Now that you’ve created the perfect product and built the ideal customer journey, you may think that all is said and done. But, the job is not finished yet. In practice, business and marketing strategies don’t always play out the way hoped they would when you planned them during a team brainstorming session. And, the best way to tell if things are going according to your plan or not is by listening to customer feedback.
You can use design thinking, conduct A/B or usability testing, and perform competitive analysis in order to build a brand. But once you’ve established your business, the insight you can gain from these research methods pale in comparison to the ones you can acquire through a robust customer feedback analysis strategy. You may also want to read more about the definition of customer feedback and how you can analyze it or why customer feedback is so important. While every customer interaction is essentially an opportunity to gain insight, there are two main types of customer feedback: direct & indirect.
As the name suggests; direct feedback is the input you gain from customers directly; it is intentional and calculated in the way it is sought and obtained. Indirect feedback, on the other hand, is the information you gain from customers when the customers are not even aware of the fact that they are informing you.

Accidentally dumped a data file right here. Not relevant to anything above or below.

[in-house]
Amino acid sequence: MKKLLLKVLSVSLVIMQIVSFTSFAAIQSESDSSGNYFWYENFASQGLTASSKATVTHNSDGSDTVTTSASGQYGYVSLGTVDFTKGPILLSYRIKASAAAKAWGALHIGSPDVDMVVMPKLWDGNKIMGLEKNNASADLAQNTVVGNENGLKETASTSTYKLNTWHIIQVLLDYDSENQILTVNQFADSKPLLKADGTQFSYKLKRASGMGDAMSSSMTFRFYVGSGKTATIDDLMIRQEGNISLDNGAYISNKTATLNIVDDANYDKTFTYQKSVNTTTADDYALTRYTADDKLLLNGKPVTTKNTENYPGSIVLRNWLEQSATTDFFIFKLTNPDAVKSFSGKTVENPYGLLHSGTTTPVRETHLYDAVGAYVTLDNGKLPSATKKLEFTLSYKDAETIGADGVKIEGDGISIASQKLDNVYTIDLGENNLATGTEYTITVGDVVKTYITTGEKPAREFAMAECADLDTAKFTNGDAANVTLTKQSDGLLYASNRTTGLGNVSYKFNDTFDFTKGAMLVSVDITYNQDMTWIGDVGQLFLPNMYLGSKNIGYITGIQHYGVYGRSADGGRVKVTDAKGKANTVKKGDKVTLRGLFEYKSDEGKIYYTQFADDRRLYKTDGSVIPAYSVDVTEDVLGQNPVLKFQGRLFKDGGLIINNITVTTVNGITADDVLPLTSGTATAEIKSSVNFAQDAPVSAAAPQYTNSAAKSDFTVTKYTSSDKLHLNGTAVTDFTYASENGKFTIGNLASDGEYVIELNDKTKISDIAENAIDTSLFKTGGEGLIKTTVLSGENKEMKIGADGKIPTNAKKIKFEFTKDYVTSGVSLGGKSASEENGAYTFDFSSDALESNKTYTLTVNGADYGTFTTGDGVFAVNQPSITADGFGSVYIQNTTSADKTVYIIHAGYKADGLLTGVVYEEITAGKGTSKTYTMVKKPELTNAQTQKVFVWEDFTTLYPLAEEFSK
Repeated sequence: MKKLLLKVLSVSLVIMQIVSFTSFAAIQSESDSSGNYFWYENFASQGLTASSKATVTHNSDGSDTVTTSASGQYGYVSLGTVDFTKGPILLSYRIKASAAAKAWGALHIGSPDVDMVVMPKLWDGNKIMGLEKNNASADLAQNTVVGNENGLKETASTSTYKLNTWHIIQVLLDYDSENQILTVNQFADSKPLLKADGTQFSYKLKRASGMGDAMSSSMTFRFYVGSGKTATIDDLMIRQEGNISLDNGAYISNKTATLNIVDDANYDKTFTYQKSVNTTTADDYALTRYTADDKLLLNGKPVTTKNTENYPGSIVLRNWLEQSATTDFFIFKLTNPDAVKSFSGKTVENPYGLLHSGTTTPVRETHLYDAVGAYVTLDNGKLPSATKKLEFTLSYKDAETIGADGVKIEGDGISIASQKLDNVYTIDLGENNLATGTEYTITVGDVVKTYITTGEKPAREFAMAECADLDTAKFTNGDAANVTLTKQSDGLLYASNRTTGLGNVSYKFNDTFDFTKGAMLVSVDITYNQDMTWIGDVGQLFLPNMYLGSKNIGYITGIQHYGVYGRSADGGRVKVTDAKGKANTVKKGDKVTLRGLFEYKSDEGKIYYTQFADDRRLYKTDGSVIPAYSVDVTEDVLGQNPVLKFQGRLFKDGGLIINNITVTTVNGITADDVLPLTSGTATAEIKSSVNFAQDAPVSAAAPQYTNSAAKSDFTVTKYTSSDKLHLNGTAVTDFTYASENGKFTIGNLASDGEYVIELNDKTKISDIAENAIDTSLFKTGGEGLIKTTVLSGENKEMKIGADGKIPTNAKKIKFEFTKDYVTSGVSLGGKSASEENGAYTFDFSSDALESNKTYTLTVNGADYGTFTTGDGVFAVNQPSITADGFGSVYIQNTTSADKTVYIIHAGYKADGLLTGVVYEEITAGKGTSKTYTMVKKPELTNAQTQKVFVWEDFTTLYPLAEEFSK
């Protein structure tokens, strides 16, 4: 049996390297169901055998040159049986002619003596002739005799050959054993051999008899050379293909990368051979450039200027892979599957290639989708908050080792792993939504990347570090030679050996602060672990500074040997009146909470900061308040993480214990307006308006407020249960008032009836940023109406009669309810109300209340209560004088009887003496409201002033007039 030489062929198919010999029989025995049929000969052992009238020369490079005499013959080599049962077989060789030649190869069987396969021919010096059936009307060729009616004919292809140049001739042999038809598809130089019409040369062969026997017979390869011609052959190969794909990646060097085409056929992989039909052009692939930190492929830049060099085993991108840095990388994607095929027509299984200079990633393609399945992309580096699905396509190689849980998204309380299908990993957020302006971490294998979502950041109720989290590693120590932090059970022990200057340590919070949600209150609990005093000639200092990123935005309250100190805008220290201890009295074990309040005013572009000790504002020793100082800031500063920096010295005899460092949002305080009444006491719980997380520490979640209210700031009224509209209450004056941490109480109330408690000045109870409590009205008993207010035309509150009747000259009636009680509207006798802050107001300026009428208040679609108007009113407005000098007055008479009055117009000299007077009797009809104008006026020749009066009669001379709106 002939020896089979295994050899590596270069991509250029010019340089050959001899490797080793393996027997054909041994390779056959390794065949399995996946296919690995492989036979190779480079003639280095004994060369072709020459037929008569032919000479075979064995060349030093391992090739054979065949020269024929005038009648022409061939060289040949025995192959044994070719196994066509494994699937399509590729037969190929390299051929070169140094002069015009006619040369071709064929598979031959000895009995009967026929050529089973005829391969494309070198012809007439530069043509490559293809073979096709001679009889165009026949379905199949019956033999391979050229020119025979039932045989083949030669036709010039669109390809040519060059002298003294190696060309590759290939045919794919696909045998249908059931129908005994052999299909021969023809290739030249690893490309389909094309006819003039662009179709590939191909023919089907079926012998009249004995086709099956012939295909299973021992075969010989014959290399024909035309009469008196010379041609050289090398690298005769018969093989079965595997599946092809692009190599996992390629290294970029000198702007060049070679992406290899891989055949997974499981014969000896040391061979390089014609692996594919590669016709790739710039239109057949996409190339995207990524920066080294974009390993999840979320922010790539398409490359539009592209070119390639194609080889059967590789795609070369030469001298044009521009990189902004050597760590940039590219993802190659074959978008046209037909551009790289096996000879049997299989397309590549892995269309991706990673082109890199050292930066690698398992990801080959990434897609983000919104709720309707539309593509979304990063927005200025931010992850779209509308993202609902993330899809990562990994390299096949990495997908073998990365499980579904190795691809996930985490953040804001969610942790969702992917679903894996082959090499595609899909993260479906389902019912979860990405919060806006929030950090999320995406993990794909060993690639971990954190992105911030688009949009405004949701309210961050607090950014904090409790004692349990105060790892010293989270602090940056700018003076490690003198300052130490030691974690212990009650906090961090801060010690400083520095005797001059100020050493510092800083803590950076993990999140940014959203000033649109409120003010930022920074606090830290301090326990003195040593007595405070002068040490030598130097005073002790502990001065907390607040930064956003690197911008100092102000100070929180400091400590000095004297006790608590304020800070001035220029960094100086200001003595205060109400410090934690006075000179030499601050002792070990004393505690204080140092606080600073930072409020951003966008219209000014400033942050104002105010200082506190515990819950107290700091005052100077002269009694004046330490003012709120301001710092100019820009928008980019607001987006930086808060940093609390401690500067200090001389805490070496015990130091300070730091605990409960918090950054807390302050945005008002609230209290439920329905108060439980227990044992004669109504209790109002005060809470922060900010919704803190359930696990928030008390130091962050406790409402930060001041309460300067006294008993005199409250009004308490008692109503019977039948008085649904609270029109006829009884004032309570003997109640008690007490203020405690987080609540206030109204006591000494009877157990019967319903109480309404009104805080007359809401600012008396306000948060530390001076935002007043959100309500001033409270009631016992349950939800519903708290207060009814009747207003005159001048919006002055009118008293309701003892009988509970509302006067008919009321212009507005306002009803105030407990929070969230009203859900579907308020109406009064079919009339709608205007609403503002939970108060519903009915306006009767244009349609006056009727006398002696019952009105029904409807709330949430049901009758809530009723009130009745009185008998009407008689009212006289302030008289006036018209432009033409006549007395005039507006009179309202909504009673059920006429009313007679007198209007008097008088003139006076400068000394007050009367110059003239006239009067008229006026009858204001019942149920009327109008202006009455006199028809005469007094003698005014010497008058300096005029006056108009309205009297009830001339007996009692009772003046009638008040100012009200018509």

Now, let’s take a closer look at some fundamental customer feedback methods and customer feedback analysis techniques what each type of feedback entails.
Direct feedback is traditional: it is any reaction you get from customers when they are prompted by your business to share their thoughts. The upside to the direct feedback is that you will not only acquire well thought out opinions, but also engage with customers in a way that shows you care about their experiences. Eventually, when you apply their constructive criticism to your business plan, you will be generating customer loyalty by proving that you are, in fact, listening.